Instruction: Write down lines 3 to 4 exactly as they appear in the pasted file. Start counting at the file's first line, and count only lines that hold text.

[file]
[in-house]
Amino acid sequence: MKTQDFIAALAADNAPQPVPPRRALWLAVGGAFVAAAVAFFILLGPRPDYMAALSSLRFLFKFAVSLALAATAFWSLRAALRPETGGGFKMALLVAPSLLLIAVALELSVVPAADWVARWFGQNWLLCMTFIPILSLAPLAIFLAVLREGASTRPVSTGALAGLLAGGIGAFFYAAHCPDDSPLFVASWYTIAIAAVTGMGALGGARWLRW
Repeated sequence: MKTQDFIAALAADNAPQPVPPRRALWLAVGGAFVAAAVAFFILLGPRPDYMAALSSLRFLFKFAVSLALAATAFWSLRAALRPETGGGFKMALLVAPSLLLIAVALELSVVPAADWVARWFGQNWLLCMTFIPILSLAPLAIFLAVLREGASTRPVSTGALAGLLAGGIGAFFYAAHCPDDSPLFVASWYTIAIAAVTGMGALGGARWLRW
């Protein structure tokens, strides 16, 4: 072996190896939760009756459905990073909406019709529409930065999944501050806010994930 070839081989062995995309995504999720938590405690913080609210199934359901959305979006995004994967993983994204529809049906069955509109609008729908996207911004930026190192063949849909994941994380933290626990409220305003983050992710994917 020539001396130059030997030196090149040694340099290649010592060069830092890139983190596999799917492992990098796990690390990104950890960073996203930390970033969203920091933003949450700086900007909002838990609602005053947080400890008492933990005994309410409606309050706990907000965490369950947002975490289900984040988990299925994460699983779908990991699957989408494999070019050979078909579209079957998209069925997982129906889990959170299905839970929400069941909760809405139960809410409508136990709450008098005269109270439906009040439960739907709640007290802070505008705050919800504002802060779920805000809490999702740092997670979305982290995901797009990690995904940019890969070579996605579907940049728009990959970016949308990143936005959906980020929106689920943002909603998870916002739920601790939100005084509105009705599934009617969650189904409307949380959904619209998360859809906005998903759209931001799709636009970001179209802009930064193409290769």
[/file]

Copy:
Repeated sequence: MKTQDFIAALAADNAPQPVPPRRALWLAVGGAFVAAAVAFFILLGPRPDYMAALSSLRFLFKFAVSLALAATAFWSLRAALRPETGGGFKMALLVAPSLLLIAVALELSVVPAADWVARWFGQNWLLCMTFIPILSLAPLAIFLAVLREGASTRPVSTGALAGLLAGGIGAFFYAAHCPDDSPLFVASWYTIAIAAVTGMGALGGARWLRW
């Protein structure tokens, strides 16, 4: 072996190896939760009756459905990073909406019709529409930065999944501050806010994930 070839081989062995995309995504999720938590405690913080609210199934359901959305979006995004994967993983994204529809049906069955509109609008729908996207911004930026190192063949849909994941994380933290626990409220305003983050992710994917 020539001396130059030997030196090149040694340099290649010592060069830092890139983190596999799917492992990098796990690390990104950890960073996203930390970033969203920091933003949450700086900007909002838990609602005053947080400890008492933990005994309410409606309050706990907000965490369950947002975490289900984040988990299925994460699983779908990991699957989408494999070019050979078909579209079957998209069925997982129906889990959170299905839970929400069941909760809405139960809410409508136990709450008098005269109270439906009040439960739907709640007290802070505008705050919800504002802060779920805000809490999702740092997670979305982290995901797009990690995904940019890969070579996605579907940049728009990959970016949308990143936005959906980020929106689920943002909603998870916002739920601790939100005084509105009705599934009617969650189904409307949380959904619209998360859809906005998903759209931001799709636009970001179209802009930064193409290769």